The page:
Matthew was one of the European mascots in the 15-13 win at Killeen Castle in Ireland two years ago, a result that ended talk of it being a meaningless contest. Back then, many were suggesting that USA v Asia would be far more entertaining.
Yet Matthew, undefeated in four matches in Ireland and playing in the event for a seventh time, reckons it is going to be a "real thriller" and she is hoping that her side can make history with a first win on US soil.
For the Americans, there remains the fear of losing again. Stacy Lewis, who was so impressive in winning the Ricoh Women's British Open at St Andrews two weeks ago, is among those with painful memories of Ireland.
She only managed one point and reflected: "Two years ago changed me as a person and a golfer. I realised now that what you do affects other people. I don't think I would be the player I am today if it hadn't been for the experience of Killeen Castle.
"Ireland was my first Solheim and it is a huge difference playing here at home. Already the crowds have been chanting for us and there is red, white and blue everywhere. Our team is so pumped up."
From all the Americans, there is a feeling of genuine affection for their captain Meg Mallon, a four-time major champion, but she came in for criticism on social media for choosing Michelle Wie as one of her wild cards. At No.82 in the world, Wie is the lowest ranked US player yet the former teen prodigy who has been mired in controversy throughout her career is just grateful to have been given the nod."I haven' t read anything; Meg told me not," said the 23-year-old.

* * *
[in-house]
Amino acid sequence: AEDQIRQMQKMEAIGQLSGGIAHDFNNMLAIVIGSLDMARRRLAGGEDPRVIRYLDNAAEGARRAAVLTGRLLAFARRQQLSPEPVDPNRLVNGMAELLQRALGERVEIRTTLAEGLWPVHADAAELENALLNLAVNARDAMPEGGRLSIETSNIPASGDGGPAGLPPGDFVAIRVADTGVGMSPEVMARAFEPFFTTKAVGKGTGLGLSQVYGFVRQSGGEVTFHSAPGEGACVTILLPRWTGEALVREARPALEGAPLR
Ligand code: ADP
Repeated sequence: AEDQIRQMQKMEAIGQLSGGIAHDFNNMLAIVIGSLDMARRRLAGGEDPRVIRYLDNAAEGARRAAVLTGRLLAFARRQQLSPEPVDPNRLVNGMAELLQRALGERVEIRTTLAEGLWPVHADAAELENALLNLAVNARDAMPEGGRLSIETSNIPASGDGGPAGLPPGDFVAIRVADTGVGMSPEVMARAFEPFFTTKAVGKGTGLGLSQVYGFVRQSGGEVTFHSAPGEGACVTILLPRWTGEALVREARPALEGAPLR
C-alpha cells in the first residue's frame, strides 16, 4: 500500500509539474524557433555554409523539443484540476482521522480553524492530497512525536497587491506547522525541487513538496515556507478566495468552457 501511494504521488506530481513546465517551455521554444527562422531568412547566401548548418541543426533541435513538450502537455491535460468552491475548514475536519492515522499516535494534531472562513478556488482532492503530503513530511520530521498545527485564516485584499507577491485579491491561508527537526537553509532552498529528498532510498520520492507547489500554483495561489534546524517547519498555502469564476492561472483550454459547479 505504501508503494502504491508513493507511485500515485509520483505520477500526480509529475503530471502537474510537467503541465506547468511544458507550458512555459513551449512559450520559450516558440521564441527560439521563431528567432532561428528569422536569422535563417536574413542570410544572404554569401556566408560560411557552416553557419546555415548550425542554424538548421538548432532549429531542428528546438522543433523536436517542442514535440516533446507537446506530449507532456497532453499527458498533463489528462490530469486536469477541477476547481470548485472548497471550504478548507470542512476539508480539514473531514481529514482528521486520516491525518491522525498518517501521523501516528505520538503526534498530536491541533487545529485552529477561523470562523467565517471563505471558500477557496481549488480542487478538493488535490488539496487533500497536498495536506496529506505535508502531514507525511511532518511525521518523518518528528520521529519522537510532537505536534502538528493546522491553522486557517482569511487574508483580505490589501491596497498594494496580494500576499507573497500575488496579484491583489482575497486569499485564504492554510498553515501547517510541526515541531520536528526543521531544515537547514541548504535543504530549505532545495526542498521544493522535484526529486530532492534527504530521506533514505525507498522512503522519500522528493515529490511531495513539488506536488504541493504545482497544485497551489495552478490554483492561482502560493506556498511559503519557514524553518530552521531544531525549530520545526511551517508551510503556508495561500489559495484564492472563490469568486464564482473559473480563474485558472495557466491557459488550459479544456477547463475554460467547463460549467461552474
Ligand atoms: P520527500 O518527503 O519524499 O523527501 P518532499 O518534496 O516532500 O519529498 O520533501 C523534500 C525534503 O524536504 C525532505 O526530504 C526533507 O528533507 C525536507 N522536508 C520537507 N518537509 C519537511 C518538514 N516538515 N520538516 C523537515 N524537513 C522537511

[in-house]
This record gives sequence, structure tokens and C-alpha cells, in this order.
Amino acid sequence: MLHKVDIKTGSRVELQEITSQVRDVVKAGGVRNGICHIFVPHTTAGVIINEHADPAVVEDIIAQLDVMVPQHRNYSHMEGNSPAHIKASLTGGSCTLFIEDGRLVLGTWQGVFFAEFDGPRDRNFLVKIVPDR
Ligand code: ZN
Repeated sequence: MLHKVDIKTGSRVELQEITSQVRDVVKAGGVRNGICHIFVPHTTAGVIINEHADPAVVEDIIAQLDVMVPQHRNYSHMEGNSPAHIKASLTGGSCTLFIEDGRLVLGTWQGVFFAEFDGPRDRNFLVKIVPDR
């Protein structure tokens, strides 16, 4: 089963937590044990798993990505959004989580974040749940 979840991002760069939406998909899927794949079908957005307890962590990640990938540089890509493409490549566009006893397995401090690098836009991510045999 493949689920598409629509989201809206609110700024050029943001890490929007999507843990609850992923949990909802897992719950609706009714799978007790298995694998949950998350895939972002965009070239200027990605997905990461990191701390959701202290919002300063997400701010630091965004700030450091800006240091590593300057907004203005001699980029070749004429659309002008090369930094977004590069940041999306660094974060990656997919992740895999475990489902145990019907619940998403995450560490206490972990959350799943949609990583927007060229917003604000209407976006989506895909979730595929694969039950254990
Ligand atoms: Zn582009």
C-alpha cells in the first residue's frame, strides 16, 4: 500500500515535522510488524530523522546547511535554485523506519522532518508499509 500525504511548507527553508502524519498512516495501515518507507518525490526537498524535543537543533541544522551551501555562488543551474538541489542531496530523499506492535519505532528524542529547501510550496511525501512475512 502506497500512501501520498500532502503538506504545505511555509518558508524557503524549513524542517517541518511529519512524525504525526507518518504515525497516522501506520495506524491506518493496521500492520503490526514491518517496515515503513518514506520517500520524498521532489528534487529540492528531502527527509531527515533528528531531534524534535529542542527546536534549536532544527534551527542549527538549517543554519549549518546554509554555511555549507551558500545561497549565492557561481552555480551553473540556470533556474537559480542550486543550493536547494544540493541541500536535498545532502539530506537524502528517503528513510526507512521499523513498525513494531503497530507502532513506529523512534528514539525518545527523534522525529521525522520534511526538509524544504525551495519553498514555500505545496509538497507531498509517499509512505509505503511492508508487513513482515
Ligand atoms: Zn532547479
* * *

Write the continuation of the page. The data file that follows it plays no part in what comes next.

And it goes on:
"I know there's a lot of controversy but there always is with Solheim picks. Critics can say what they want but I know that the girls on my team want me here.
"When Meg told me I'd been picked I cried so hard that my contacts popped out. Being here for a third Solheim is a dream come true."
For Liselotte Neumann, the Europe captain, the biggest gamble among her four wildcard selections was the 17-year-old Charley Hull. The Woburn teenager is a rookie on Tour but has already had four second places from eight starts and helped Great Britain and Ireland win the Curtis Cup at Nairn last year.
At No.147 in the world, Hull is by far the lowest ranked player from either side, but Neumann is confident that the fearless youngster will be an asset rather than a liability. "I captained her in the Junior Solheim Cup two years ago and, even as a 15-year-old, she was very impressive," said the Swede. "Charley's got a great attitude and doesn't seem scared. She makes lots of birdies and the stats show she shoots in the 60s 30% of the time, which is great."
In this year's Junior Solheim, there was disappointment for the Europe team captained by Scot Janice Moodie. In the two-day contest at nearby Inverness Golf Club, the USA won 14½-9½.